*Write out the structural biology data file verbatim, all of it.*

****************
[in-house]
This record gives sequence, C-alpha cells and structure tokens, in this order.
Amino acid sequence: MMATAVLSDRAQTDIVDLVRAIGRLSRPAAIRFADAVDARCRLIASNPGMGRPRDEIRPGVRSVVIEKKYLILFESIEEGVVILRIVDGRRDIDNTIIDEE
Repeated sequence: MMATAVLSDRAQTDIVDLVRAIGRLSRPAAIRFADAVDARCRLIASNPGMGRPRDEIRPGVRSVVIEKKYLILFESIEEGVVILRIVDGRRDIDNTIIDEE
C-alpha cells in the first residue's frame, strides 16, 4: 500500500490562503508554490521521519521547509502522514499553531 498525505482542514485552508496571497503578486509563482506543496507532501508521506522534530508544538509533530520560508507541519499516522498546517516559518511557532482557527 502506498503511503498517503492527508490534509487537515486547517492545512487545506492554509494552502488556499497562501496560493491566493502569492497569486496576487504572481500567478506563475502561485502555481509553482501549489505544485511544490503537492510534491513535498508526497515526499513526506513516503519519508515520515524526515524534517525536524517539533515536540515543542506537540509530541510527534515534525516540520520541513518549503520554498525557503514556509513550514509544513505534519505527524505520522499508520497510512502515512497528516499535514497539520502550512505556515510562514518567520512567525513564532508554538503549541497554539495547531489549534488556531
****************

[in-house]
This record gives sequence, C-alpha cells and structure tokens, in this order.
Amino acid sequence: MMATAVLSDRAQTDIVDLVRAIGRLSRPAAIRFADAVDARCRLIASNPGMGRPRDEIRPGVRSVVIEKKYLILFESIEEGVVILRIVDGRRDIDNTIIDEE
Repeated sequence: MMATAVLSDRAQTDIVDLVRAIGRLSRPAAIRFADAVDARCRLIASNPGMGRPRDEIRPGVRSVVIEKKYLILFESIEEGVVILRIVDGRRDIDNTIIDEE
C-alpha cells in the first residue's frame, strides 16, 4: 500500500490562503508554490521521519521547509502522514499553531 498525505482542514485552508496571497503578486509563482506543496507532501508521506522534530508544538509533530520560508507541519499516522498546517516559518511557532482557527 502506498503511503498517503492527508490534509487537515486547517492545512487545506492554509494552502488556499497562501496560493491566493502569492497569486496576487504572481500567478506563475502561485502555481509553482501549489505544485511544490503537492510534491513535498508526497515526499513526506513516503519519508515520515524526515524534517525536524517539533515536540515543542506537540509530541510527534515534525516540520520541513518549503520554498525557503514556509513550514509544513505534519505527524505520522499508520497510512502515512497528516499535514497539520502550512505556515510562514518567520512567525513564532508554538503549541497554539495547531489549534488556531